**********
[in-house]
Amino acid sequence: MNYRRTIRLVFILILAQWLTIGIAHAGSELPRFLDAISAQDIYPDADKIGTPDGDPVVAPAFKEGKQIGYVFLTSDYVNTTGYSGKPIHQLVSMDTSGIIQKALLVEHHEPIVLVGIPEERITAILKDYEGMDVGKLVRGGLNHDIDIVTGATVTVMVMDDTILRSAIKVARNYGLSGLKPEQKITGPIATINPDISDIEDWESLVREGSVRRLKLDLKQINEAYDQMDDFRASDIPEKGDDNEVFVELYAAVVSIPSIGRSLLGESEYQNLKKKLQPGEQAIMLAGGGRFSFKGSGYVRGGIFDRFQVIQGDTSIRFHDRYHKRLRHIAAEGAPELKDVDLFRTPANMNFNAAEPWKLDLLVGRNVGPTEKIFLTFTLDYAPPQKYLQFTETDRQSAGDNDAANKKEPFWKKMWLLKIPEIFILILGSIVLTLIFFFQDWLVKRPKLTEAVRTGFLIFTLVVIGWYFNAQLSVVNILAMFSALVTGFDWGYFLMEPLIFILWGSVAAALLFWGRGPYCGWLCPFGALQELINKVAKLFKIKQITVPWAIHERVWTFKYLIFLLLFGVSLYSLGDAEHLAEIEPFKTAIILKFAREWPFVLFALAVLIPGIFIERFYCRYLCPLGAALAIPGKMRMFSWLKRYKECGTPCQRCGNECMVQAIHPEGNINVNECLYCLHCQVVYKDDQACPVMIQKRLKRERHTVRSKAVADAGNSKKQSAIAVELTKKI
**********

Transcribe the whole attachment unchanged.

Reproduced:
[in-house]
Amino acid sequence: MNYRRTIRLVFILILAQWLTIGIAHAGSELPRFLDAISAQDIYPDADKIGTPDGDPVVAPAFKEGKQIGYVFLTSDYVNTTGYSGKPIHQLVSMDTSGIIQKALLVEHHEPIVLVGIPEERITAILKDYEGMDVGKLVRGGLNHDIDIVTGATVTVMVMDDTILRSAIKVARNYGLSGLKPEQKITGPIATINPDISDIEDWESLVREGSVRRLKLDLKQINEAYDQMDDFRASDIPEKGDDNEVFVELYAAVVSIPSIGRSLLGESEYQNLKKKLQPGEQAIMLAGGGRFSFKGSGYVRGGIFDRFQVIQGDTSIRFHDRYHKRLRHIAAEGAPELKDVDLFRTPANMNFNAAEPWKLDLLVGRNVGPTEKIFLTFTLDYAPPQKYLQFTETDRQSAGDNDAANKKEPFWKKMWLLKIPEIFILILGSIVLTLIFFFQDWLVKRPKLTEAVRTGFLIFTLVVIGWYFNAQLSVVNILAMFSALVTGFDWGYFLMEPLIFILWGSVAAALLFWGRGPYCGWLCPFGALQELINKVAKLFKIKQITVPWAIHERVWTFKYLIFLLLFGVSLYSLGDAEHLAEIEPFKTAIILKFAREWPFVLFALAVLIPGIFIERFYCRYLCPLGAALAIPGKMRMFSWLKRYKECGTPCQRCGNECMVQAIHPEGNINVNECLYCLHCQVVYKDDQACPVMIQKRLKRERHTVRSKAVADAGNSKKQSAIAVELTKKI